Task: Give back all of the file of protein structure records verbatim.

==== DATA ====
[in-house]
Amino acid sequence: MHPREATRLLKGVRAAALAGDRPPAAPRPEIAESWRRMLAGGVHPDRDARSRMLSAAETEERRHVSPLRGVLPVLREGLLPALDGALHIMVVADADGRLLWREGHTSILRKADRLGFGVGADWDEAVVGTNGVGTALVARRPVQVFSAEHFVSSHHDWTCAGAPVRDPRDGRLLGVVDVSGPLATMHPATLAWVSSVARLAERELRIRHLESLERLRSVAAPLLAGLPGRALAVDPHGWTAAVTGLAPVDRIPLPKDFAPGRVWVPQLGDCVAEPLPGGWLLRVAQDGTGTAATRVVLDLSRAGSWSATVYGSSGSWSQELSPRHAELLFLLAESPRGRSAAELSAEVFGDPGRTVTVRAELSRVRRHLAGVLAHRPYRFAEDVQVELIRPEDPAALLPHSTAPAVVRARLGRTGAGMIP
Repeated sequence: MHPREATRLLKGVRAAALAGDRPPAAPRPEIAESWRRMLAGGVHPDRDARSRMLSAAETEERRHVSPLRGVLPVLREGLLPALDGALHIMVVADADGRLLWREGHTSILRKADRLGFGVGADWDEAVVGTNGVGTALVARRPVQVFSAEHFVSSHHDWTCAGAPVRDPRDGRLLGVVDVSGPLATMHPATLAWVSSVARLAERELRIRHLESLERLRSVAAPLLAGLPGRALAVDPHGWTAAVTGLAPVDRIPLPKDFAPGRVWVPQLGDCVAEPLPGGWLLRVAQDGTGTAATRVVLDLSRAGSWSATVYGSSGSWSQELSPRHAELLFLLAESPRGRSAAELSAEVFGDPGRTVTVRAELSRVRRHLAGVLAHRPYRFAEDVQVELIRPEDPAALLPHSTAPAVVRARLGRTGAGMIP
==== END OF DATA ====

[in-house]
Amino acid sequence: MHPREATRLLKGVRAAALAGDRPPAAPRPEIAESWRRMLAGGVHPDRDARSRMLSAAETEERRHVSPLRGVLPVLREGLLPALDGALHIMVVADADGRLLWREGHTSILRKADRLGFGVGADWDEAVVGTNGVGTALVARRPVQVFSAEHFVSSHHDWTCAGAPVRDPRDGRLLGVVDVSGPLATMHPATLAWVSSVARLAERELRIRHLESLERLRSVAAPLLAGLPGRALAVDPHGWTAAVTGLAPVDRIPLPKDFAPGRVWVPQLGDCVAEPLPGGWLLRVAQDGTGTAATRVVLDLSRAGSWSATVYGSSGSWSQELSPRHAELLFLLAESPRGRSAAELSAEVFGDPGRTVTVRAELSRVRRHLAGVLAHRPYRFAEDVQVELIRPEDPAALLPHSTAPAVVRARLGRTGAGMIP
Repeated sequence: MHPREATRLLKGVRAAALAGDRPPAAPRPEIAESWRRMLAGGVHPDRDARSRMLSAAETEERRHVSPLRGVLPVLREGLLPALDGALHIMVVADADGRLLWREGHTSILRKADRLGFGVGADWDEAVVGTNGVGTALVARRPVQVFSAEHFVSSHHDWTCAGAPVRDPRDGRLLGVVDVSGPLATMHPATLAWVSSVARLAERELRIRHLESLERLRSVAAPLLAGLPGRALAVDPHGWTAAVTGLAPVDRIPLPKDFAPGRVWVPQLGDCVAEPLPGGWLLRVAQDGTGTAATRVVLDLSRAGSWSATVYGSSGSWSQELSPRHAELLFLLAESPRGRSAAELSAEVFGDPGRTVTVRAELSRVRRHLAGVLAHRPYRFAEDVQVELIRPEDPAALLPHSTAPAVVRARLGRTGAGMIP